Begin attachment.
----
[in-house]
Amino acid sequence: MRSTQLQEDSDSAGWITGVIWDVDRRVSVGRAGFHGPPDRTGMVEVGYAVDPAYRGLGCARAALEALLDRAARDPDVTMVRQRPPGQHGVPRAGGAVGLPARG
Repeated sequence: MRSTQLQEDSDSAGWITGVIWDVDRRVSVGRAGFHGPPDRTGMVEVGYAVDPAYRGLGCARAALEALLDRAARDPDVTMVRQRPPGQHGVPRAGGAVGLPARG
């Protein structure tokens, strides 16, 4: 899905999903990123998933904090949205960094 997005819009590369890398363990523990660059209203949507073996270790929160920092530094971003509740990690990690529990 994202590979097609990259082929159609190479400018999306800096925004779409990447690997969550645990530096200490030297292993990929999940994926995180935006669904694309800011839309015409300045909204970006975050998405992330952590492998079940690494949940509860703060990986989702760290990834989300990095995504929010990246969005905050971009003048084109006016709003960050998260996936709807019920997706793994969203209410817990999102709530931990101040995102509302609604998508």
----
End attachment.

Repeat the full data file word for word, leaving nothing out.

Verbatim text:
[in-house]
Amino acid sequence: MRSTQLQEDSDSAGWITGVIWDVDRRVSVGRAGFHGPPDRTGMVEVGYAVDPAYRGLGCARAALEALLDRAARDPDVTMVRQRPPGQHGVPRAGGAVGLPARG
Repeated sequence: MRSTQLQEDSDSAGWITGVIWDVDRRVSVGRAGFHGPPDRTGMVEVGYAVDPAYRGLGCARAALEALLDRAARDPDVTMVRQRPPGQHGVPRAGGAVGLPARG
């Protein structure tokens, strides 16, 4: 899905999903990123998933904090949205960094 997005819009590369890398363990523990660059209203949507073996270790929160920092530094971003509740990690990690529990 994202590979097609990259082929159609190479400018999306800096925004779409990447690997969550645990530096200490030297292993990929999940994926995180935006669904694309800011839309015409300045909204970006975050998405992330952590492998079940690494949940509860703060990986989702760290990834989300990095995504929010990246969005905050971009003048084109006016709003960050998260996936709807019920997706793994969203209410817990999102709530931990101040995102509302609604998508």